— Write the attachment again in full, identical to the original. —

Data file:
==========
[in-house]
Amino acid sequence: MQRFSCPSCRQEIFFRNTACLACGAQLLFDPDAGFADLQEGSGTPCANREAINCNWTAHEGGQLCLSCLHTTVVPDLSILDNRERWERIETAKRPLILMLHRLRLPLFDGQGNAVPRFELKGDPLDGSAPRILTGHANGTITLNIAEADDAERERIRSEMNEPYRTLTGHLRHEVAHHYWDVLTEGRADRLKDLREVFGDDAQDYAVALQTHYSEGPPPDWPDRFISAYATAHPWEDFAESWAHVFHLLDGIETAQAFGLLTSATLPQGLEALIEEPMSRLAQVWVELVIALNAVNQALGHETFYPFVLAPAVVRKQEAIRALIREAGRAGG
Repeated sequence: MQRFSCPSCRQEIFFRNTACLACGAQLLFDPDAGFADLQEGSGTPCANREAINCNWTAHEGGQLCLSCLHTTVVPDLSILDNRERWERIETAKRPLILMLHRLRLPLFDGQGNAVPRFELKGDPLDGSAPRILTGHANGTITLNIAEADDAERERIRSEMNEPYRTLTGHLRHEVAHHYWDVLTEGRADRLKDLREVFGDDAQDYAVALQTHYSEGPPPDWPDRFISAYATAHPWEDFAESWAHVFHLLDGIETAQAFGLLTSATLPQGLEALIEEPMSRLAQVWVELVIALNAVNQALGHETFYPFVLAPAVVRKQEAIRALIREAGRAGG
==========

[in-house]
Amino acid sequence: MQRFSCPSCRQEIFFRNTACLACGAQLLFDPDAGFADLQEGSGTPCANREAINCNWTAHEGGQLCLSCLHTTVVPDLSILDNRERWERIETAKRPLILMLHRLRLPLFDGQGNAVPRFELKGDPLDGSAPRILTGHANGTITLNIAEADDAERERIRSEMNEPYRTLTGHLRHEVAHHYWDVLTEGRADRLKDLREVFGDDAQDYAVALQTHYSEGPPPDWPDRFISAYATAHPWEDFAESWAHVFHLLDGIETAQAFGLLTSATLPQGLEALIEEPMSRLAQVWVELVIALNAVNQALGHETFYPFVLAPAVVRKQEAIRALIREAGRAGG
Repeated sequence: MQRFSCPSCRQEIFFRNTACLACGAQLLFDPDAGFADLQEGSGTPCANREAINCNWTAHEGGQLCLSCLHTTVVPDLSILDNRERWERIETAKRPLILMLHRLRLPLFDGQGNAVPRFELKGDPLDGSAPRILTGHANGTITLNIAEADDAERERIRSEMNEPYRTLTGHLRHEVAHHYWDVLTEGRADRLKDLREVFGDDAQDYAVALQTHYSEGPPPDWPDRFISAYATAHPWEDFAESWAHVFHLLDGIETAQAFGLLTSATLPQGLEALIEEPMSRLAQVWVELVIALNAVNQALGHETFYPFVLAPAVVRKQEAIRALIREAGRAGG